While we don’t have an exact date of when we will see the puck drop in the National Hockey League, whenever it does, the league will jump right into the playoffs after announcing that the regular season has officially concluded.
That being said, we already know who some of the league’s award winners are. The Boston Bruins are the President’s Trophy winners as they lead the league standings with 100 points. Leon Draisait of the Edmonton Oilers wins the Art Ross Trophy as the NHL’s top scorer in the league with 110 points. As well, Alex Ovechkin (Washington Capitals) and David Pastrnak (Boston Bruins) finish the season with 48 goals each to split the Rocket Richard Trophy as the top goal scorers in the league for 2019-20.
However, there’s one more league prize still to be awarded, the biggest fish in the pond, the Stanley Cup. According to league reports, 24 teams, 12 from each conference will return to action when the postseason begins. Since each team did not all play the same number of games, they will be seeded in each conference by winning percentage points. The playoff competition will proceed with the following format:
- Qualifying Round (best-of-five series, four series per conference);
- Round Robin for Seeding (three games apiece, top four teams in each conference involved). Re-seeding instead of bracketing.
- First Round (best-of-seven series, four series per conference). Teams re-seed after First Round.
- Second Round (best-of-seven series, two series per conference). Teams re-seed after Second Round.
- 2020 Eastern Conference Final (best-of-seven series) and 2020 Western Conference Final (best-of-seven series)
- 2020 Stanley Cup Final (best-of-seven series).
The league also communicated that each conference will be assigned a hub city where the playoff competition will take place. There are ten North American cities from across the league under consideration.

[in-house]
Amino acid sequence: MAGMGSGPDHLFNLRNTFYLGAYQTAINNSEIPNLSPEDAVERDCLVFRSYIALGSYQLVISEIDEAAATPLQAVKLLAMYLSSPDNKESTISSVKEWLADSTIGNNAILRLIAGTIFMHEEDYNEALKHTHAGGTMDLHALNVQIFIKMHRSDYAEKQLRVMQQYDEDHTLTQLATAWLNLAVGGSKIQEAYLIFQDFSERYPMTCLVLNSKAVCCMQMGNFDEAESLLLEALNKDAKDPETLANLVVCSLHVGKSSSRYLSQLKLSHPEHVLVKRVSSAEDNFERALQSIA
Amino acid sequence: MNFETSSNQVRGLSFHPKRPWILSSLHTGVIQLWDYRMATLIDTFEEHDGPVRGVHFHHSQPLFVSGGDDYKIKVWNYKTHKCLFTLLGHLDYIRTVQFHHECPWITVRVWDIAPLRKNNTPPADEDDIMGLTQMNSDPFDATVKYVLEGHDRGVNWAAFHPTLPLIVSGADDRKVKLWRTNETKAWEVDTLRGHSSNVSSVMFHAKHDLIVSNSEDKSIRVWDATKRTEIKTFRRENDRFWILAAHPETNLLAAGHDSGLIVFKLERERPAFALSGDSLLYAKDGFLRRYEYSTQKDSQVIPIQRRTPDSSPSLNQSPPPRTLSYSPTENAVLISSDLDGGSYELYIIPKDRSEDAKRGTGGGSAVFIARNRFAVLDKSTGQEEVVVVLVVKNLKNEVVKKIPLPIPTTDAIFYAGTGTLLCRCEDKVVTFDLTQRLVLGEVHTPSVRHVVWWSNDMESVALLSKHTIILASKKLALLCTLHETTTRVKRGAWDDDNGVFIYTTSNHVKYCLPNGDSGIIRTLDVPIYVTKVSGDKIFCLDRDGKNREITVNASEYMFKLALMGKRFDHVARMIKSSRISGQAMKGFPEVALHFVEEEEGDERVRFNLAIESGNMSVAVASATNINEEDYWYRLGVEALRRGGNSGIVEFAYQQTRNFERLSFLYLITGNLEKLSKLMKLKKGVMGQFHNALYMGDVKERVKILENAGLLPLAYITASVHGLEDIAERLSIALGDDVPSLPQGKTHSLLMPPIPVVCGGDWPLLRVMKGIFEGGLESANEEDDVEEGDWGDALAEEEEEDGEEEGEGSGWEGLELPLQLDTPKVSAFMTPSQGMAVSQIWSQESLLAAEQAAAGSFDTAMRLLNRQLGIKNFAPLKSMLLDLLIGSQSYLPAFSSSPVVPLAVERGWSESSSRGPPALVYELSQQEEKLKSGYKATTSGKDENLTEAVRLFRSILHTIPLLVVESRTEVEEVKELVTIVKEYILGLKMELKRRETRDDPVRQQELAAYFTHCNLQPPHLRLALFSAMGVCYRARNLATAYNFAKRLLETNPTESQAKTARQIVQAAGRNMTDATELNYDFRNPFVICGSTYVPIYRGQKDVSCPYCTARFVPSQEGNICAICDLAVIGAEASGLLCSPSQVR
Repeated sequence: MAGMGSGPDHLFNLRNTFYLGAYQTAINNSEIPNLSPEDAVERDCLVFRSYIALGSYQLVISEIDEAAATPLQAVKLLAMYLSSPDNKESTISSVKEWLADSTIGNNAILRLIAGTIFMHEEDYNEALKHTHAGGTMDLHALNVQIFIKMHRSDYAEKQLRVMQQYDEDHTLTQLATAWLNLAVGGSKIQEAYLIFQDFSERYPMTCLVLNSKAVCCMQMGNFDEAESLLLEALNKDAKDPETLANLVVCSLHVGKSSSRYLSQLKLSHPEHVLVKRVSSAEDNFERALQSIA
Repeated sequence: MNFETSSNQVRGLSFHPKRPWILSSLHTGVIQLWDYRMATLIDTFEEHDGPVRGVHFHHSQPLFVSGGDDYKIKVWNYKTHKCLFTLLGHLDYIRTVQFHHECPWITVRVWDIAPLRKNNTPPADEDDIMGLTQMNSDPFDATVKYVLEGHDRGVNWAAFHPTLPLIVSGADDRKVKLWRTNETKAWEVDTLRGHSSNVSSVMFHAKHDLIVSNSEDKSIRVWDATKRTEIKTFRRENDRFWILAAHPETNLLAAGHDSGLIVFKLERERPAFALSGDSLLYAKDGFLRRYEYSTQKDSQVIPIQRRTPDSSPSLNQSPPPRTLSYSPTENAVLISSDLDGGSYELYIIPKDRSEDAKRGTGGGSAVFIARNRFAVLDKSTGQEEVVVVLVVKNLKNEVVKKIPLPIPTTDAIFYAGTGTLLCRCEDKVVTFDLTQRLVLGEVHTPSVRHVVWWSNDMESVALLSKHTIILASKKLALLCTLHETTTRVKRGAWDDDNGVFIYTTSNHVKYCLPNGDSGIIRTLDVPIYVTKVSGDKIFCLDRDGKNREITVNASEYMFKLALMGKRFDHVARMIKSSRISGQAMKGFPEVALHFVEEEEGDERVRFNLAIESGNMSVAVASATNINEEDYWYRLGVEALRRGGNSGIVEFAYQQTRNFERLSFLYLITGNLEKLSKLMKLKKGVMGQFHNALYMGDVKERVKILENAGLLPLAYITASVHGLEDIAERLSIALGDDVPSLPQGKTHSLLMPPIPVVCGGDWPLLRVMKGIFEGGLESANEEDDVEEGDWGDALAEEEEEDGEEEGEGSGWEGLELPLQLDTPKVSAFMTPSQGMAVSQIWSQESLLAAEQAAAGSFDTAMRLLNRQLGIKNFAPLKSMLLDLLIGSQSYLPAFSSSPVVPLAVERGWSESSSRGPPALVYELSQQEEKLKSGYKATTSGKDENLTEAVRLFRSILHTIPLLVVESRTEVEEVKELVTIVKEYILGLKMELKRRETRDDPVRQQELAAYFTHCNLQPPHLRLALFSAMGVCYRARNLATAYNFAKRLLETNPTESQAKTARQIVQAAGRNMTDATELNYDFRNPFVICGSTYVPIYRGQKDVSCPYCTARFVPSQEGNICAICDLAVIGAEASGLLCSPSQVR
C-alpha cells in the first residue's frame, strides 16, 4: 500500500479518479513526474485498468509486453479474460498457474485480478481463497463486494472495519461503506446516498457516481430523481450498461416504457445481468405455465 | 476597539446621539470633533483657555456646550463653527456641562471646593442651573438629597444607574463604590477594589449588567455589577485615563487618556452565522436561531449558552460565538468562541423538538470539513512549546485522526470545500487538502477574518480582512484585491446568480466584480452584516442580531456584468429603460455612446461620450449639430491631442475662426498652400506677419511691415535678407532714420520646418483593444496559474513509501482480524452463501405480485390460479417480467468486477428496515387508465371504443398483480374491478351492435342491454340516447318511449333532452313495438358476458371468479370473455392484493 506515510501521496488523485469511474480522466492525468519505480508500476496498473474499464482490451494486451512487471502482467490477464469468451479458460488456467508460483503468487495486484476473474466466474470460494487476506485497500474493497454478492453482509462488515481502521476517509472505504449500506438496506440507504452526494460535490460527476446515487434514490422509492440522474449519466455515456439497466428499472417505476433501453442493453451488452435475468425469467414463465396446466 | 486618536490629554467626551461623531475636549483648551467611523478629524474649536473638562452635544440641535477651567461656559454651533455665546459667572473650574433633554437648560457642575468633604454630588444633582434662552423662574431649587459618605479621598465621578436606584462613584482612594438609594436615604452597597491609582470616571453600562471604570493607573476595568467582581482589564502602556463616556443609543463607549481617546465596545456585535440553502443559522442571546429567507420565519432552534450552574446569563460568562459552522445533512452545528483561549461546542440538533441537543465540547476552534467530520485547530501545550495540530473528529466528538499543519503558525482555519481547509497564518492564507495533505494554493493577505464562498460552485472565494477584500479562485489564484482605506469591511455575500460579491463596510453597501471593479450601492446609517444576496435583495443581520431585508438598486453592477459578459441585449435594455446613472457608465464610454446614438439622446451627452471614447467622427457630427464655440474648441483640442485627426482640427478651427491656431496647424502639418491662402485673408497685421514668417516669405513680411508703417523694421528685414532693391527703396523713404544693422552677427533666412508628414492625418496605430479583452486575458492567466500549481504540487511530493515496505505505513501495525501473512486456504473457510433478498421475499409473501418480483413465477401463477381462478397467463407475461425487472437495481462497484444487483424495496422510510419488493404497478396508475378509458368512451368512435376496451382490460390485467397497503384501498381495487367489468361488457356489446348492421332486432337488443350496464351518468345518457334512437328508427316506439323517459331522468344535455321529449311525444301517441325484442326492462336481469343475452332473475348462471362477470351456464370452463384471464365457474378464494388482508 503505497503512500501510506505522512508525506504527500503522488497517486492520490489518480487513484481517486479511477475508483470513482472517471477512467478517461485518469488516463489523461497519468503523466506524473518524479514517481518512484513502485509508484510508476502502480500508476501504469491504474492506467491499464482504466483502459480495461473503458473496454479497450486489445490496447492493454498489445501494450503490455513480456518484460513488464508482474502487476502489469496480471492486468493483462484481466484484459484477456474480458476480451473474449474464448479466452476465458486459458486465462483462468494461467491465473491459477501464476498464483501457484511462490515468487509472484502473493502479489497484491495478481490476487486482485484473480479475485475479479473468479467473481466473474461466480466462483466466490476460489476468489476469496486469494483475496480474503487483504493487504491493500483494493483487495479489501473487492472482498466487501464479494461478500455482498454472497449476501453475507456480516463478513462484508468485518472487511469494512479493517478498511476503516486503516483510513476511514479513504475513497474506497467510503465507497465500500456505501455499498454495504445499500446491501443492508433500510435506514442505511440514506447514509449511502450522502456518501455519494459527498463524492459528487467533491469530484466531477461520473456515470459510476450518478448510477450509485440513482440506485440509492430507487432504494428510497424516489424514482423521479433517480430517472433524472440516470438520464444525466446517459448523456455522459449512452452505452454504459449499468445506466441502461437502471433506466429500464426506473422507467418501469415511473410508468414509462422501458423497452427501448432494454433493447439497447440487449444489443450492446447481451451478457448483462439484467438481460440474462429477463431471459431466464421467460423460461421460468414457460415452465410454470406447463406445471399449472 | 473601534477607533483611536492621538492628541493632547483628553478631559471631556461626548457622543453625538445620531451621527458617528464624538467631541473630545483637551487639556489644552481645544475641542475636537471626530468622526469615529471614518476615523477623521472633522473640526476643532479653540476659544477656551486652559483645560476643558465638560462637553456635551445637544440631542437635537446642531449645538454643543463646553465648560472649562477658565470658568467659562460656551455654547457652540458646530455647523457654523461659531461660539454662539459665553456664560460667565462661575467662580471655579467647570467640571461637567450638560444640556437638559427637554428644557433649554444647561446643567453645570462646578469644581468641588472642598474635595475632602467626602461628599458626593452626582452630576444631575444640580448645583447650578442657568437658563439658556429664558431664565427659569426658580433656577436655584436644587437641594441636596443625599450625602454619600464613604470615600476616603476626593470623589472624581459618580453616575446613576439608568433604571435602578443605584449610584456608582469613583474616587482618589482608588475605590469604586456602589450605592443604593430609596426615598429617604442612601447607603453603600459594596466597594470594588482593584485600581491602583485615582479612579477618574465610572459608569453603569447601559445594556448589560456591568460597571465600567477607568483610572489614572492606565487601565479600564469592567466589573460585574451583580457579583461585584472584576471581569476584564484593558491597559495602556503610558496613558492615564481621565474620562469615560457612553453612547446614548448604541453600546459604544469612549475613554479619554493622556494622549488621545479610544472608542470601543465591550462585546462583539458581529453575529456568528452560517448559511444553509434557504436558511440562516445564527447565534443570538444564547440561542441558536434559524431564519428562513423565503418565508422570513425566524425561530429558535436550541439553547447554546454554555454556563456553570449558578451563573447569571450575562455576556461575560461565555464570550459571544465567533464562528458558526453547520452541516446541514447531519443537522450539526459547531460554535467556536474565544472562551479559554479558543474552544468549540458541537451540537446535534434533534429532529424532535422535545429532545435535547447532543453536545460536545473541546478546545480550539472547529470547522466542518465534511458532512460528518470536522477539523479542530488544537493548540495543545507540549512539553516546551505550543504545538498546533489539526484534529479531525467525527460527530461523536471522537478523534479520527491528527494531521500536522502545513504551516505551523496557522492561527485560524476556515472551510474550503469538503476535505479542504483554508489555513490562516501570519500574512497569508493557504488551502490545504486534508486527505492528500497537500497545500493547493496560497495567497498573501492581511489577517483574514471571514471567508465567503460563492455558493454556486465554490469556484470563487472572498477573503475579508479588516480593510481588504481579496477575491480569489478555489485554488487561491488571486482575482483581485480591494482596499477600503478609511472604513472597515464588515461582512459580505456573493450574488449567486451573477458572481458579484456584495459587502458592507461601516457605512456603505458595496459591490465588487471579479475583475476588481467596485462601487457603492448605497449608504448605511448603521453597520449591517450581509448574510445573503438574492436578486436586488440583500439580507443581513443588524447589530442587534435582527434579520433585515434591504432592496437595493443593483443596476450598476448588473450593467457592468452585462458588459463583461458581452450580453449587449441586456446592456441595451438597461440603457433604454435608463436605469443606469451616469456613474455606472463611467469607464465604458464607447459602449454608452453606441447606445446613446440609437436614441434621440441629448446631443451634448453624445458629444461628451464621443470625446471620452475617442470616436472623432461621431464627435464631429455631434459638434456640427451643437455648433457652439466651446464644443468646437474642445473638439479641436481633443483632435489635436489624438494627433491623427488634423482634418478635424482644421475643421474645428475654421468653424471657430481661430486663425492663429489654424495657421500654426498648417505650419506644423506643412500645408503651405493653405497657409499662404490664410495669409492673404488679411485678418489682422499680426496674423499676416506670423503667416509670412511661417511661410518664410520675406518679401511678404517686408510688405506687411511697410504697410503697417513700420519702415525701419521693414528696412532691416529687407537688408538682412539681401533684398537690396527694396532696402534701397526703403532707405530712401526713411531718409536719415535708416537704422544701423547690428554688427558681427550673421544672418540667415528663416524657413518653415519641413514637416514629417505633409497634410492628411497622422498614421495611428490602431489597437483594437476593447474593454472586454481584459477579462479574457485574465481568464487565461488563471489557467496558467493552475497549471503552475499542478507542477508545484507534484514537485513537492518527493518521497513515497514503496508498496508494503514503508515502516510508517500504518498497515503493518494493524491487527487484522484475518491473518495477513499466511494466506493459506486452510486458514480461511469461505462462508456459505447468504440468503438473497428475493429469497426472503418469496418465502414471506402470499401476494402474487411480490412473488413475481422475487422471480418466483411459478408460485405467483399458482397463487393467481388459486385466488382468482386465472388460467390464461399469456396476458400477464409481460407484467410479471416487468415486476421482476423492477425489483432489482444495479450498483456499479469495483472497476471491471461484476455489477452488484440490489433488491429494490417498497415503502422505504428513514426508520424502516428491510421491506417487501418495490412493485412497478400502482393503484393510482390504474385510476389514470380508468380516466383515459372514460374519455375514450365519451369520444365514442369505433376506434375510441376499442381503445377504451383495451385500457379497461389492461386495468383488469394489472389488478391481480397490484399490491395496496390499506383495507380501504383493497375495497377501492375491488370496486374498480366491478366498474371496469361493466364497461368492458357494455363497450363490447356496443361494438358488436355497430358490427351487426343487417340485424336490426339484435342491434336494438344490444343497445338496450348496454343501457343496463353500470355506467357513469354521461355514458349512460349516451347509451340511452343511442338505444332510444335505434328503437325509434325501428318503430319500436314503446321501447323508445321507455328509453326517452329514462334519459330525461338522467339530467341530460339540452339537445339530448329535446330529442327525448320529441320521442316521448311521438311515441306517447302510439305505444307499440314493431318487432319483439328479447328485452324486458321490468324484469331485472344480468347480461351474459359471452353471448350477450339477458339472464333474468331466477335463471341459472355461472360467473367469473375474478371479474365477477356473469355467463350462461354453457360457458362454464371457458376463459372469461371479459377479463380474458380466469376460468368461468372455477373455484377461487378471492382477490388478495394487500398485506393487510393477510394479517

• Chicago, Illinois (USA)
• Columbus, Ohio (USA)
• Dallas, Texas (USA)
• Edmonton, Alberta (Canada)
• Las Vegas, Nevada (USA)
• Los Angeles, California (USA)
• Minneapolis/St. Paul, Minnesota (USA)
• Pittsburgh, Pennsylvania (USA)
• Toronto, Ontario (Canada)
• Vancouver, British Columbia (Canada)
The NHL league office also announced that timing and sites will be determined at a future date and will be dependent on COVID-19 conditions, testing ability, and government regulations. When league commissioner Gary Bettman was asked why so many locations were being considered he responded per NBC Sports
“The reason there are so many cities still in contention is we didn’t want to be in a situation with things in the world moving so quickly, changing from day-to-day, we didn’t want to get locked in. We don’t want to go to a place where there’s a lot of COVID-19. We don’t want to go to a place where we can’t get the testing we need, there’s going to be extensive testing…and there are governmental issues. For example, currently, we don’t think we can do this in the Canadian markets because there’s a 14-day quarantine…if we get done with training camp and we want to go to a Canadian city, and to do that we have to quarantine a team for another 14-days, that isn’t going to work.”
As we move closer to the return of the league and games being played, we’ll look at the qualifying and round-robin match-ups.
This represents the first phase of a return to NHL hockey. The second phase will begin on June 8 when teams will be allowed to reopen training facilities and host up to six players and limited staff for voluntary individual workouts. According to a statement released by the league “, The various measures set out in the Phase 2 Protocol are intended to provide players with a safe and controlled environment in which to resume their conditioning. Phase 2 is not a substitute for training camp,”
Before the league can resume play, there appears to be a lot that still needs to be sorted out. So while there will be eager anticipation among hockey fans around the globe, there can at least be some form of optimism that a plan has been put in place by the league.